I can't imagine that this was the intension.... seems to me, it is something they overlooked in the design of the first version of the hub (no problem, that happens...)

I am not creating an account and giving my creditcard number to a 3rd party for something I am not going to use. 

Seems now tklbam only fails on the first connection where it tries to retrieve the tklbam profile for the current appliance, all other actions, (local) backup/restore, should work without requiring a connection to the hub or having an amazon account.

QUOTE:  ech`echo xiun|tr nu oc|sed 'sx\([sx]\)\([xoi]\)xo un\2\1 is xg'`ol

Liraz Siri's picture

TKLBAM's design is optimized for storing into Amazon S3 and that is intentional as it streamlines usability and enables usage scenarios that require a globally accessible backup store, which aren't practical when you store backups locally (e.g., migrating between clouds). True, TKLBAM also allows you to store your backups to any target supported by Duplicity (e.g., FTP, rsync, file, SFTP), but we mainly envisioned this as being used for local caching of backups rather than the primary mechanism. Perhaps this is failure of imagination on our part, but we wanted to make TKLBAM not only powerful but also super simple to use and we couldn't figure out how to do that with ad-hoc local storage.

Bottom line, you shouldn't have any issues with trusting Amazon with your credit card data. If you insist you don't want to use them for storage they just won't charge you for it. If you change your mind about that the ability to use that feature will always be at your fingertips and future versions of TKLBAM will add additional features that build on that assumption.

Hans Harder's picture

Yes, I understand all that, It would be more open if you could use TKLbam without the Amazon restriction. The only thing needed is the TKLBAM initialisation for the appliance backup profile to work always, independently of a selected provider (currently being only Amazon)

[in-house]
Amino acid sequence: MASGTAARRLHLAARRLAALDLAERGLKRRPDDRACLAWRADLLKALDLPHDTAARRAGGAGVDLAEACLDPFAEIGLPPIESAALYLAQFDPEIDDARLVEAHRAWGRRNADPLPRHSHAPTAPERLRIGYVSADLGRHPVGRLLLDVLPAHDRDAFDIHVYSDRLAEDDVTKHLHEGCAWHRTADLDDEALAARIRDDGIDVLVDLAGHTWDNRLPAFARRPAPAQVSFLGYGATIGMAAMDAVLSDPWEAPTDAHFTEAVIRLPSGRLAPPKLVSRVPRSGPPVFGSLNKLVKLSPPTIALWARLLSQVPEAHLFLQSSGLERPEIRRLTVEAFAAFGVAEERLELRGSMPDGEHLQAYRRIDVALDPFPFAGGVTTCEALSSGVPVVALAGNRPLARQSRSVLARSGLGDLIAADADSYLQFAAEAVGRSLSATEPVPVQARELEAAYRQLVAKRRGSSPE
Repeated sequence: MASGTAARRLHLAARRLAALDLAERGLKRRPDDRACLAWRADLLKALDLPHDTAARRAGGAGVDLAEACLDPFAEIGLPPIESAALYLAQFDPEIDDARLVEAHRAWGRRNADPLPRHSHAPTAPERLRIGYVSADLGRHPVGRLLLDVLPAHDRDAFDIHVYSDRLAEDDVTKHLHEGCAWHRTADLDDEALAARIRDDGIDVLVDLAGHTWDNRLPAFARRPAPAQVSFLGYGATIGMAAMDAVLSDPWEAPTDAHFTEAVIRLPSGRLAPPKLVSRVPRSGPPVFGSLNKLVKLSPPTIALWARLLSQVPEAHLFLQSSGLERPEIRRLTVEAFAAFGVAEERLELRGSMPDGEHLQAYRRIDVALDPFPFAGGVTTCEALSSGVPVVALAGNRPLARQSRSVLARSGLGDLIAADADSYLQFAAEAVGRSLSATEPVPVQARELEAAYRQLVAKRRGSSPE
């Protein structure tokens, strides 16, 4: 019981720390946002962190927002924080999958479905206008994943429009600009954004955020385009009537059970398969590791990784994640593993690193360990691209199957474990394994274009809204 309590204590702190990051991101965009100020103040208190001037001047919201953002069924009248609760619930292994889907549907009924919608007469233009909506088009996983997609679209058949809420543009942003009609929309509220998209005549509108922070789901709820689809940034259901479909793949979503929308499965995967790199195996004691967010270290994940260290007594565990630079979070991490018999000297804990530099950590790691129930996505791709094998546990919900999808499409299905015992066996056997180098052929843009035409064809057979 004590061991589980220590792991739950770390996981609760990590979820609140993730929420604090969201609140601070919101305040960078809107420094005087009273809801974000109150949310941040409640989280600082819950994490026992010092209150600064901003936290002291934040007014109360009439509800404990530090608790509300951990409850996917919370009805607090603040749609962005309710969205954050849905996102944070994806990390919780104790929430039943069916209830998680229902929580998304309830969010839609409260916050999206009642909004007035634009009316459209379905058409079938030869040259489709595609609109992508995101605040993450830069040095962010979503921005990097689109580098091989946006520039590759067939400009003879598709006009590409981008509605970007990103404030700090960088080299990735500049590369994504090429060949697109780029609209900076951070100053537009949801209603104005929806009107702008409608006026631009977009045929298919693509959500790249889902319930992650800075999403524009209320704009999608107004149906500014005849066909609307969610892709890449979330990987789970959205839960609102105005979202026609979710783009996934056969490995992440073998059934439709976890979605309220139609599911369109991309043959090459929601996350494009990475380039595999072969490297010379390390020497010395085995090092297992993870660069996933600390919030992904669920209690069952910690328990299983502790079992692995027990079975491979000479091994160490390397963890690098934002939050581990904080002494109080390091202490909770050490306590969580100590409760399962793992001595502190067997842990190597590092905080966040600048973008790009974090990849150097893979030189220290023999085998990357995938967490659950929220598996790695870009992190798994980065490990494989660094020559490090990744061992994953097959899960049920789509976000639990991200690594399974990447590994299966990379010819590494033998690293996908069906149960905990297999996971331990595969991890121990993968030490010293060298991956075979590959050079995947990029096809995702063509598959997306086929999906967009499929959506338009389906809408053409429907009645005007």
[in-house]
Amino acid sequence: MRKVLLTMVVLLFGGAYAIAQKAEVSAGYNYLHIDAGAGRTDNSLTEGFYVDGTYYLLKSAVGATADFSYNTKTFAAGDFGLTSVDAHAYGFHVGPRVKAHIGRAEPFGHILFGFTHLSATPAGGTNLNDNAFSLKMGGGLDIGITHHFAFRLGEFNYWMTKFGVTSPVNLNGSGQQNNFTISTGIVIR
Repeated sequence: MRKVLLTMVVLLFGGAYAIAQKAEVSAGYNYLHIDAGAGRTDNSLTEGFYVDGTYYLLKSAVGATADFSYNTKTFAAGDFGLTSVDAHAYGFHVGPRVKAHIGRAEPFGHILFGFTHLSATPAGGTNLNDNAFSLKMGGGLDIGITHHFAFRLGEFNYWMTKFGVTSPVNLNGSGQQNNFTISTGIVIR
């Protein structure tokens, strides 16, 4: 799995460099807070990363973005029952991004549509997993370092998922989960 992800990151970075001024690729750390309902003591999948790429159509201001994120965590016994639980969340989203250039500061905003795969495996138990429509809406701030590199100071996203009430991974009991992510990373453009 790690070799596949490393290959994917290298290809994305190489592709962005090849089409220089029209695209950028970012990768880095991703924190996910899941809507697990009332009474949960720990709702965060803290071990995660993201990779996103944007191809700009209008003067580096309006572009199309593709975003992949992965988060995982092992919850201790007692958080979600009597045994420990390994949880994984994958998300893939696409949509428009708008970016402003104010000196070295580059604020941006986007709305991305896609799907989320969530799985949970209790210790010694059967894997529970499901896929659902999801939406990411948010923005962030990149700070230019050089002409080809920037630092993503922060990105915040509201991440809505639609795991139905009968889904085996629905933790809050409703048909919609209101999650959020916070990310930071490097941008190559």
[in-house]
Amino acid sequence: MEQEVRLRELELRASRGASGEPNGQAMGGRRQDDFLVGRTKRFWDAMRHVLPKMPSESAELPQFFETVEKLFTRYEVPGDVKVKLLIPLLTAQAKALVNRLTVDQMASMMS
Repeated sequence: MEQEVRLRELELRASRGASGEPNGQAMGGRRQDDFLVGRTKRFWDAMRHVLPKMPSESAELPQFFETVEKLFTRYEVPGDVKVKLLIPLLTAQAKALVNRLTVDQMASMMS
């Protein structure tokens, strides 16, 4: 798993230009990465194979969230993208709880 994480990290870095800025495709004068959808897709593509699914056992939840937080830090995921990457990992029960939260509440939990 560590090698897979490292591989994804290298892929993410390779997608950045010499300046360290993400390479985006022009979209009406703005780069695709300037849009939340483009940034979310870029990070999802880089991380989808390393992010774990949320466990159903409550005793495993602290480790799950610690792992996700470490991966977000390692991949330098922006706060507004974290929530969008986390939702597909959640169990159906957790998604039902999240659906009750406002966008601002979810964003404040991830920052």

Because now the initialisation does not work, I can't adapt the python sources in /usr/lib/tklbam to make it work for local/san backups.

Another problem is:

  • I make an Amazon account and put my creditcard in it
  • I put up 20 TKL appliances in our company (using in company systems/storage)
  • Someone discovers that nice webmin TKLBAM interface and uses it
  • I get the bill on my private credit card.

So I hope in the future version of TKLBAM, you can make the initialisation more flexible.

Thanks anyway for always answering that nicely... TKL still is one of my preferred distro's

QUOTE:  ech`echo xiun|tr nu oc|sed 'sx\([sx]\)\([xoi]\)xo un\2\1 is xg'`ol

Liraz Siri's picture

You raise a few points we hadn't really considered. At first I thought it would be strange that you would have to put in your own private credit card for this, but then I remembered what it was like when I worked for a huge corporation a decade ago. All that red tape really sucked. Glad I'm out.

OTOH, even if you put in your private credit card, and someone "accidentally" uses TKLBAM to store to Amazon S3, costs are unlikely to spiral out of control quickly. Since TKLBAM only saves changes to the base installation, backups are usually just a few GBs. At $0.15/GB you'd have to store a lot for it to rack up to a meaningful expense. And you'd probably notice the load on the network too. Uploading hundreds of GBs to the Internet from most corporate LANs is still uncommon.